Java Reference
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5.2.5. @EJB annotation in action
The @EJB annotation is very easy to put into action. It is also very powerful because it has
smart defaults which allows you to quickly wire EJB injection with very little effort but it
also has the flexibility to handle unique situations where the defaults are not enough and
you need to provide some customization for your injections. What follows next are some
examples showing how to put the @EJB annotation into action.
Default injection
Suppose you have the following local interface and implementing bean:
public interface AccountLocal {
public void Account getAccount(String accountId);
public class AccountByDatabaseEjb implements AccountLocal {. . .}
To inject this bean into a container-managed resource, such as a Servlet, you can use the
@EJB annotation without any of the optional elements and let the container figure out the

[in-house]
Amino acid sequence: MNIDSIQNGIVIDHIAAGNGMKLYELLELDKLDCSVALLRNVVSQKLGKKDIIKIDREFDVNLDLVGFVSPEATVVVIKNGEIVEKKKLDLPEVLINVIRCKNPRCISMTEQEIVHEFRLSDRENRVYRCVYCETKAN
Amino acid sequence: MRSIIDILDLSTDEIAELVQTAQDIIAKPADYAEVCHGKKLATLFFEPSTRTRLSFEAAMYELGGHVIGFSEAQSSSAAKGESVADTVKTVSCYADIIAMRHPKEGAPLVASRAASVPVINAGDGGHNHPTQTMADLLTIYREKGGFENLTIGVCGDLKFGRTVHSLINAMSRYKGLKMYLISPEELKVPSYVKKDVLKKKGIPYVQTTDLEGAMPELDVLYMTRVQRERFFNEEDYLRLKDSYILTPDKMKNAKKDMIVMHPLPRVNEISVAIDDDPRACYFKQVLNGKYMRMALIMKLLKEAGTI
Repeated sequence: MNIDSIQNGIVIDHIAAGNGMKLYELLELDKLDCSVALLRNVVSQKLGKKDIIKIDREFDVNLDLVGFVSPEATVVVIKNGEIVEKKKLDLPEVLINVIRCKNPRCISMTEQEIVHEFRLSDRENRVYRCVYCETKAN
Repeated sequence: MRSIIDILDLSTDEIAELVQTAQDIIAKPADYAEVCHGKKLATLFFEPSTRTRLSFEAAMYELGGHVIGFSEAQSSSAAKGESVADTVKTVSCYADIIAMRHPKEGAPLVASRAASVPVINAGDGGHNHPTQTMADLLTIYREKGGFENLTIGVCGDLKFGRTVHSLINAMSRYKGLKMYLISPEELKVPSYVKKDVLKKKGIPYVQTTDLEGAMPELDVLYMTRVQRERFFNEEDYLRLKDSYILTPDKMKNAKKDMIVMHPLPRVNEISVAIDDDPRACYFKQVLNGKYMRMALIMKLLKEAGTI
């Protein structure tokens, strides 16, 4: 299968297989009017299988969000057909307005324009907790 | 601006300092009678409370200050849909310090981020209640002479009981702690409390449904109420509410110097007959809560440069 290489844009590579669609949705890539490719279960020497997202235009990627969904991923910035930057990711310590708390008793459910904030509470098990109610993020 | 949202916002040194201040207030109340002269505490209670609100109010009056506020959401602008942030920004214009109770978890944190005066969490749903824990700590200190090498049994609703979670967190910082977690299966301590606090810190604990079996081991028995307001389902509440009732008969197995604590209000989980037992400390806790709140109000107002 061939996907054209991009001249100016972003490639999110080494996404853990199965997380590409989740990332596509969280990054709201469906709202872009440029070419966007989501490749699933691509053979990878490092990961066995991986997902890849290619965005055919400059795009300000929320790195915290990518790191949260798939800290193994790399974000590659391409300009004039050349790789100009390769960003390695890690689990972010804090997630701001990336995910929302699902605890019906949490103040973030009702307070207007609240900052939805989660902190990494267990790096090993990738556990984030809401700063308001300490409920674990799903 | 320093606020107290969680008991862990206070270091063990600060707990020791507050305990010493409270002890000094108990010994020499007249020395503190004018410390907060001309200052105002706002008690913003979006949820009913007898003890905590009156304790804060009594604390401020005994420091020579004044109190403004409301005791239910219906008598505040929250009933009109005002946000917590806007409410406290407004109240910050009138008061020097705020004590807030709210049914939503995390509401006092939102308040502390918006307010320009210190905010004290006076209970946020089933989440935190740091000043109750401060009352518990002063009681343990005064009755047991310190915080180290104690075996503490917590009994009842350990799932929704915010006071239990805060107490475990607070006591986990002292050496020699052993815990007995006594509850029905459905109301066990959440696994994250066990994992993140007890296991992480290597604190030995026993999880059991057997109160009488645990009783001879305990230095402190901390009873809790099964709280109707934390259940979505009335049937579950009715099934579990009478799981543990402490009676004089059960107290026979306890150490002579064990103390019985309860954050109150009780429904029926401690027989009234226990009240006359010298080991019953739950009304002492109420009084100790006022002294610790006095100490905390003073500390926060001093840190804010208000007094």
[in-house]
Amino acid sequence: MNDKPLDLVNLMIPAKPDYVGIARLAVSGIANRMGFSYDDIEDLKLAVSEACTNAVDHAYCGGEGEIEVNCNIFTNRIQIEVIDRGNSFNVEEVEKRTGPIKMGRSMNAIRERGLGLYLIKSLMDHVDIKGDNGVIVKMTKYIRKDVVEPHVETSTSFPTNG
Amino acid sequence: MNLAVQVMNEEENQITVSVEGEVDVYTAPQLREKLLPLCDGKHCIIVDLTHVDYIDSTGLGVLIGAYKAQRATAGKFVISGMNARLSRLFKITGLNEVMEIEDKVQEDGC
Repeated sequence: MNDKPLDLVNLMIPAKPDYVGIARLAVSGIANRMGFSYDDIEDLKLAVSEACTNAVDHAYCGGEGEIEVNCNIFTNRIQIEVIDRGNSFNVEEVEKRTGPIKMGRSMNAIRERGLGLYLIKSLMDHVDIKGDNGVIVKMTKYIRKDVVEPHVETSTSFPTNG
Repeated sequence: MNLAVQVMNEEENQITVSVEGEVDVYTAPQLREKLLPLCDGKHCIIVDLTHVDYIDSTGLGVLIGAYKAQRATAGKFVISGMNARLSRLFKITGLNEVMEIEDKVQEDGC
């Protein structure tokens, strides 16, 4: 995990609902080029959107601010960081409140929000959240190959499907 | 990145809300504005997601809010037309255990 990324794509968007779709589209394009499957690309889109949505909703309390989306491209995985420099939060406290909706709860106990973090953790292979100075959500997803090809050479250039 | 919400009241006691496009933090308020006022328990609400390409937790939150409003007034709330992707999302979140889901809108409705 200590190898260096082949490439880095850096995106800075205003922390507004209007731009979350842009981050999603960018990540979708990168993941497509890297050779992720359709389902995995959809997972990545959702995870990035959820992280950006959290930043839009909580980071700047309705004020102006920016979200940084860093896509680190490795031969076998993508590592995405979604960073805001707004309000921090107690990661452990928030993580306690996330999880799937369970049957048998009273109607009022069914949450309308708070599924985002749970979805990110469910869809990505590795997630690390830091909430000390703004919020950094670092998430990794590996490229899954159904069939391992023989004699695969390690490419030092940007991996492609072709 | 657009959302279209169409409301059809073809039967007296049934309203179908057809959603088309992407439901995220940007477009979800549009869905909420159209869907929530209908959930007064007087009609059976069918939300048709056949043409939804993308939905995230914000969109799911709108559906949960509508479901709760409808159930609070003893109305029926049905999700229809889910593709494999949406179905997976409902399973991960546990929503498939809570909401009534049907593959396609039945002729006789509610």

AccountLocal accountInfo;
In this example, the container will detect the @EJB annotation and see that the injected
bean needs to implement the AccountLocal interface. The container will look through
its registered beans and inject an instance of AccountByDatabaseEjb because that
bean implements the required interface.
Injection using beanName
Now suppose your code base has more than one implementation of the AccountLocal
interface. The previous example shows an implementation using a database; now let's add
an implementation that uses Active Directory:
public class AccountByActiveDirectoryEjb implements AccountLocal {. . .}
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